Every business these days likes to tout that they are a “people” business. So in order to avoid a tired cliché, we will proudly say instead that we are an “Owner-Architect-Subcontractor-Community Stakeholder-General Public-who-may-encounter-one-of-our-projects-one-day” business, which doesn’t fit on a ballpoint pen or trucker hat quite as easily.
Fine, we are a “people” business. For evidence of that, we present a recent interview with Avrien Veneralla, Site Manager and relationship-builder extraordinaire, for a behind-the-scenes look at what it takes to create and cultivate the relationships that turn a jobsite into a community. [Note: Interview has been lightly edited/condensed for clarity.]
BC: What is the best part of working in this construction industry?
AV: Even though you may be a PM or Site Manager or Superintendent, it’s cool that you get to interact people on a daily basis. You build a rapport with this huge construction community of subs, owners and architects. If you’re in the business long enough, you will build this rapport with hundreds and hundreds of people. The great thing is that when you have different projects, you may cross paths again. And you already have that stepping stone of knowing them. Projects become better because it’s like seeing friends when you come to work. You also get to build a building from scratch sometimes, and it’s something that’s hopefully there for a lifetime.
BC: What makes you successful at building relationships with subs?
AV: Talking to people every day, asking them how they are, asking about their lives and more than just construction talk. Showing appreciation for hard work is so important. You don’t want to do like that old saying goes, “you always pick out the bad things but never the good things.” There can be 8,000 good things a sub does but for some reason most of us tend to pick out the bad thing we see and we want to talk about that. When we get out there and tell them good job, like in our Empowerment program, or something as simple as saying “Hey, I appreciate that” or “Man, that looks really good”–it’s just affirmation, but it goes a long way on the job site.
Another BC guy buys popsicles for all his subs on a hot day. Sometimes I’ll buy a bunch of sodas for the guys out here.
BC: IT doesn’t cost a lot but it shows appreciation of their efforts.
AV: Exactly. Like for the holidays we buy all the guys lunch. We will do an appreciation lunch every quarter, like barbecue or hamburgers. We try to do it on days when the most people are out there, because you want to show appreciation to as many people as possible. You’re out here every day with them and you know they’re out here doing hard work.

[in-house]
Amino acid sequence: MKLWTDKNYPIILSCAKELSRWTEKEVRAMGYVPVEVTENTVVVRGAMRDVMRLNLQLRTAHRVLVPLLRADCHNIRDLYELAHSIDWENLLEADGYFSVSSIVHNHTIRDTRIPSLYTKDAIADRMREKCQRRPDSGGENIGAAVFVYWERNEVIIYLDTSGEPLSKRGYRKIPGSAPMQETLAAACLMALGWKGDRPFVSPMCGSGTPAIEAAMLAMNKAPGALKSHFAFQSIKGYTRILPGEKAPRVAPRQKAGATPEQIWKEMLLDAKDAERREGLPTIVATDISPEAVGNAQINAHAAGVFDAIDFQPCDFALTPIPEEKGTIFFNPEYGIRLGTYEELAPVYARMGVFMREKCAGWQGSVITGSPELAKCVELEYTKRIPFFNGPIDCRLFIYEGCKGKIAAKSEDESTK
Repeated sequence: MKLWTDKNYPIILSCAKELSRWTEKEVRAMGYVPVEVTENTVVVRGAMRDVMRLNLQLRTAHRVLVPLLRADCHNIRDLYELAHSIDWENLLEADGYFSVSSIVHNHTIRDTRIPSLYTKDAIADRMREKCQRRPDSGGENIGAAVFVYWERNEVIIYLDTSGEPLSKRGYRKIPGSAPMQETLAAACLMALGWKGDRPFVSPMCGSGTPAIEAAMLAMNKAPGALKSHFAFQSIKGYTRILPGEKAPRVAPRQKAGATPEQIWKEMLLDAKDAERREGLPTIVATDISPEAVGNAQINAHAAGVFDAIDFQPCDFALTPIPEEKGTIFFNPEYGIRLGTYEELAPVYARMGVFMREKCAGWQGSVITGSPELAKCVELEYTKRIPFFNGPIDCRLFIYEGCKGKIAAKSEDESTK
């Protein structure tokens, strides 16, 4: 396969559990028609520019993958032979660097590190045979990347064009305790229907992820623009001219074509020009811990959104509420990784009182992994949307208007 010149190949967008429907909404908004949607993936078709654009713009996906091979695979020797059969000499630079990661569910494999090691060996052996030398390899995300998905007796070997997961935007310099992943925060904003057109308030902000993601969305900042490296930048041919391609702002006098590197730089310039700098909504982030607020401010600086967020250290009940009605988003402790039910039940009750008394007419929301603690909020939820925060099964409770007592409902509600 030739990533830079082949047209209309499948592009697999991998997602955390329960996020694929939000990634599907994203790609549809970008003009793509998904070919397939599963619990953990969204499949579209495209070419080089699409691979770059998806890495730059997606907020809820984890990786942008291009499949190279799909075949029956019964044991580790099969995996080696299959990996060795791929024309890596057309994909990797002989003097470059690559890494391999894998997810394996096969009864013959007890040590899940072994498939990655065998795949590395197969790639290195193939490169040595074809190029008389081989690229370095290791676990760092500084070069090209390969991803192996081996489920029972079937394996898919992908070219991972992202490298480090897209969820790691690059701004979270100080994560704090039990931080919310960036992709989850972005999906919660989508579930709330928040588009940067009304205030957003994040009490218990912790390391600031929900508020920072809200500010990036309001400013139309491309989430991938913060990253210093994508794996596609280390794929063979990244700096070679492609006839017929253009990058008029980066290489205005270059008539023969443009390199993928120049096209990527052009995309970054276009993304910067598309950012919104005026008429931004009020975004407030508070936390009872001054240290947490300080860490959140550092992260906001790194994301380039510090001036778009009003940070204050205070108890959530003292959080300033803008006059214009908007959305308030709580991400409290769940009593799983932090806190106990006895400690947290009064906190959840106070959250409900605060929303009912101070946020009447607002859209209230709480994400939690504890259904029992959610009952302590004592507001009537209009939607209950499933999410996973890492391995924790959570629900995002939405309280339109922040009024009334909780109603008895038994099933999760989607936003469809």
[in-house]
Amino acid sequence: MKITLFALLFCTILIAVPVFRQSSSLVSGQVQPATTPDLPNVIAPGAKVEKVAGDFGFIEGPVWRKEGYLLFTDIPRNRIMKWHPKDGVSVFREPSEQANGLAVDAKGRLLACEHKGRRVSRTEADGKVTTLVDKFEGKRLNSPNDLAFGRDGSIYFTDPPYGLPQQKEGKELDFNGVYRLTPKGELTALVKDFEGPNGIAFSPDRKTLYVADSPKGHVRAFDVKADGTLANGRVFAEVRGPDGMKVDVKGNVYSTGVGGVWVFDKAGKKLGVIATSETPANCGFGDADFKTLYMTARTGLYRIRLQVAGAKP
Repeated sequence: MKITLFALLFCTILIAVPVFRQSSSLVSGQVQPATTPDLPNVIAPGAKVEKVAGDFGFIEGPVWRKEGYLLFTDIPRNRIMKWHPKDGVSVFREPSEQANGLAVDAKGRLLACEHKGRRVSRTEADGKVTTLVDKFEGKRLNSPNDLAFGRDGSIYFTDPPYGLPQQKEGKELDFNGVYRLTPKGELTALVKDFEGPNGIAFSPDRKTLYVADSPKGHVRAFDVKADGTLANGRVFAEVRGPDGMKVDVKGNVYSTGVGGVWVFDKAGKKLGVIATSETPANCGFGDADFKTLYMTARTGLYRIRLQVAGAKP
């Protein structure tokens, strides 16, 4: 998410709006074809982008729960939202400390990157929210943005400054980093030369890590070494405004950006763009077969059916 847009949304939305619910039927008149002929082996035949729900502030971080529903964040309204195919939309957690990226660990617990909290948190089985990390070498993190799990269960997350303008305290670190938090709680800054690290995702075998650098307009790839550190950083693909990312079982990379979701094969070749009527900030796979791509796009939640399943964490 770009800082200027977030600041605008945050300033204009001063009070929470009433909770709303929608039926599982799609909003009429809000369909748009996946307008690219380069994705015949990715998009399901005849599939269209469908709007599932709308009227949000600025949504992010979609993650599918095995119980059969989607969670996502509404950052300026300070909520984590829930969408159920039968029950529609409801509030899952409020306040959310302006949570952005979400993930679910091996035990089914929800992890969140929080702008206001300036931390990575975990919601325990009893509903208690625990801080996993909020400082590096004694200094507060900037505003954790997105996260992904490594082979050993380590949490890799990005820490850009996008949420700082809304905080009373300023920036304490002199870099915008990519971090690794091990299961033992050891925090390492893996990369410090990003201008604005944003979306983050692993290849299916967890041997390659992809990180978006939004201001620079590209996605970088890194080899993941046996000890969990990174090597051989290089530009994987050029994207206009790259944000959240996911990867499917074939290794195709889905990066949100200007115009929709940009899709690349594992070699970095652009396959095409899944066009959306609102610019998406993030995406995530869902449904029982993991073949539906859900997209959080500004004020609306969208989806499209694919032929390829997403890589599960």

There are definitely projects where GC’s come out once or twice a day, maybe beginning and end. They check the work and that’s it. There’s no appreciation and they don’t spend the time to get to know the workers. For me personally though, it’s just like anything else: if you put a little love into it or put a little attention into it, the workers respond a lot better. They know their hard work is appreciated.
BC: Especially when teams are working in the kind of conditions we can get in Southeast Texas, and even your home state Louisiana.
AV: Definitely. The humidity is brutal, you add that with heat, add in the documents you have to work from, it can be rough.
When it comes down to it, a particular sub is the expert in their craft. They don’t know everything happening for every aspect of the project, but they know their craft. That’s why we try get them in ahead of time to review and to look over plans so that we can get it done right.
At the end of the day we want to turn over an amazing project, an amazing piece of work to an owner that is gonna last a lifetime, and that may help a lot of people. Like, in this instance, Soccer Shots. There are going to be thousands of kids and adults coming through here to play soccer and to learn and to better themselves and this building will be helpful for the community. That’s why we want to build the best Soccer Shots we can.
Working in this industry, you have gratitude and happiness for the things you’re building that will last a long time, and that people will get a lot of use out of.
Avrien Veneralla has been with Butler-Cohen since October 2018. He hails from the great state of Louisiana, where hospitality and community are in the very air one breathes (along with the humidity). When he’s not buying sodas for his team on a hot day, he enjoys spending time with his family, if not that you can either find him in the woods hunting or on the water fishing. He has worked as Site Manager for multiple projects in the Greater Houston region, including Soccer Shots and Shell Technology Center.